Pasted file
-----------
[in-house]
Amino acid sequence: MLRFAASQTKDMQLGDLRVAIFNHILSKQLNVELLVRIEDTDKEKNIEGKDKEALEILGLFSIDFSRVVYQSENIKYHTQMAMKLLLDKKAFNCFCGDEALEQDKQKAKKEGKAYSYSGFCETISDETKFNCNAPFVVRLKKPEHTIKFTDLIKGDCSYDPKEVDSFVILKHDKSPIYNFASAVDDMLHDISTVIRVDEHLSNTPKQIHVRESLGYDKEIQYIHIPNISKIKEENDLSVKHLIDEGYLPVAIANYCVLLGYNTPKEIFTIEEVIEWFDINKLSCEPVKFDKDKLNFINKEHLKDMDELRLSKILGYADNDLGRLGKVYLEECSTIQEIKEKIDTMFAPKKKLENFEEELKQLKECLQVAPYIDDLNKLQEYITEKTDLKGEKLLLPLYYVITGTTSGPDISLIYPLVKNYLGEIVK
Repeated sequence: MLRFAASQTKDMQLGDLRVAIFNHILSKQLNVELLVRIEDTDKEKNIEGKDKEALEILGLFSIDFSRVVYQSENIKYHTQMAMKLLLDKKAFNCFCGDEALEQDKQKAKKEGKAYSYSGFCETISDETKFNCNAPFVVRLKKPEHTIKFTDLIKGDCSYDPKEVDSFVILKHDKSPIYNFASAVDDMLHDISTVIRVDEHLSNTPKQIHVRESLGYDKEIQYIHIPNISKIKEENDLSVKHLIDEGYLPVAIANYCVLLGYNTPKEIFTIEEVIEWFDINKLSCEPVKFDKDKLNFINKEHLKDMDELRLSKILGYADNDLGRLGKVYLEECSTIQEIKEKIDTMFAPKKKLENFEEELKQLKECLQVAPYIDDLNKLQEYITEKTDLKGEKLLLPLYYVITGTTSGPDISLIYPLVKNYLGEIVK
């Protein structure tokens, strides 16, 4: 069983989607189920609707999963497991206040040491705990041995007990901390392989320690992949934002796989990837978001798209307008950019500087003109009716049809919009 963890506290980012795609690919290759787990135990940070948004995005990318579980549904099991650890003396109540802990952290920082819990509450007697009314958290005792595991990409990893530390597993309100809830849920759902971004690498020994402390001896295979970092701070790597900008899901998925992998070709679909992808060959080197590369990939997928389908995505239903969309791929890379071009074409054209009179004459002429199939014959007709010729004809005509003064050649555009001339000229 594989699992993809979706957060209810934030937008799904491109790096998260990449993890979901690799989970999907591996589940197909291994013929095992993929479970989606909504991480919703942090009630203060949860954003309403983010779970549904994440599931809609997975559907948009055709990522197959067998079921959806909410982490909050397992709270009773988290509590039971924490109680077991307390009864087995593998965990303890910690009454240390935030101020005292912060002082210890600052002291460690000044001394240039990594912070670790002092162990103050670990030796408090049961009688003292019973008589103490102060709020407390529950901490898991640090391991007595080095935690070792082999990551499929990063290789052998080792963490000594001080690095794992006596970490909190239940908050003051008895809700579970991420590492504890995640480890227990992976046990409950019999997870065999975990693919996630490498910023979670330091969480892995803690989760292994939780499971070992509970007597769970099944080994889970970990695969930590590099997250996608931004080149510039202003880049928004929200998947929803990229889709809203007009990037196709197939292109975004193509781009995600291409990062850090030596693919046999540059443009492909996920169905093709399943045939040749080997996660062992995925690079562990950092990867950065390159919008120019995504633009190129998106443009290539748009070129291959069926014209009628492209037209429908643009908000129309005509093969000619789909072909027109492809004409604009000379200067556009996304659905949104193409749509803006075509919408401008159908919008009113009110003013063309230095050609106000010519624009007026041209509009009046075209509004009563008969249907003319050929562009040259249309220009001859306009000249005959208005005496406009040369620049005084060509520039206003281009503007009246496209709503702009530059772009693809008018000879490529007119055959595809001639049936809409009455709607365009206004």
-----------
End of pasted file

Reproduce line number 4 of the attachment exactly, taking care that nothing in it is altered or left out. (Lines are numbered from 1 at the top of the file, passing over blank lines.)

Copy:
């Protein structure tokens, strides 16, 4: 069983989607189920609707999963497991206040040491705990041995007990901390392989320690992949934002796989990837978001798209307008950019500087003109009716049809919009 963890506290980012795609690919290759787990135990940070948004995005990318579980549904099991650890003396109540802990952290920082819990509450007697009314958290005792595991990409990893530390597993309100809830849920759902971004690498020994402390001896295979970092701070790597900008899901998925992998070709679909992808060959080197590369990939997928389908995505239903969309791929890379071009074409054209009179004459002429199939014959007709010729004809005509003064050649555009001339000229 594989699992993809979706957060209810934030937008799904491109790096998260990449993890979901690799989970999907591996589940197909291994013929095992993929479970989606909504991480919703942090009630203060949860954003309403983010779970549904994440599931809609997975559907948009055709990522197959067998079921959806909410982490909050397992709270009773988290509590039971924490109680077991307390009864087995593998965990303890910690009454240390935030101020005292912060002082210890600052002291460690000044001394240039990594912070670790002092162990103050670990030796408090049961009688003292019973008589103490102060709020407390529950901490898991640090391991007595080095935690070792082999990551499929990063290789052998080792963490000594001080690095794992006596970490909190239940908050003051008895809700579970991420590492504890995640480890227990992976046990409950019999997870065999975990693919996630490498910023979670330091969480892995803690989760292994939780499971070992509970007597769970099944080994889970970990695969930590590099997250996608931004080149510039202003880049928004929200998947929803990229889709809203007009990037196709197939292109975004193509781009995600291409990062850090030596693919046999540059443009492909996920169905093709399943045939040749080997996660062992995925690079562990950092990867950065390159919008120019995504633009190129998106443009290539748009070129291959069926014209009628492209037209429908643009908000129309005509093969000619789909072909027109492809004409604009000379200067556009996304659905949104193409749509803006075509919408401008159908919008009113009110003013063309230095050609106000010519624009007026041209509009009046075209509004009563008969249907003319050929562009040259249309220009001859306009000249005959208005005496406009040369620049005084060509520039206003281009503007009246496209709503702009530059772009693809008018000879490529007119055959595809001639049936809409009455709607365009206004």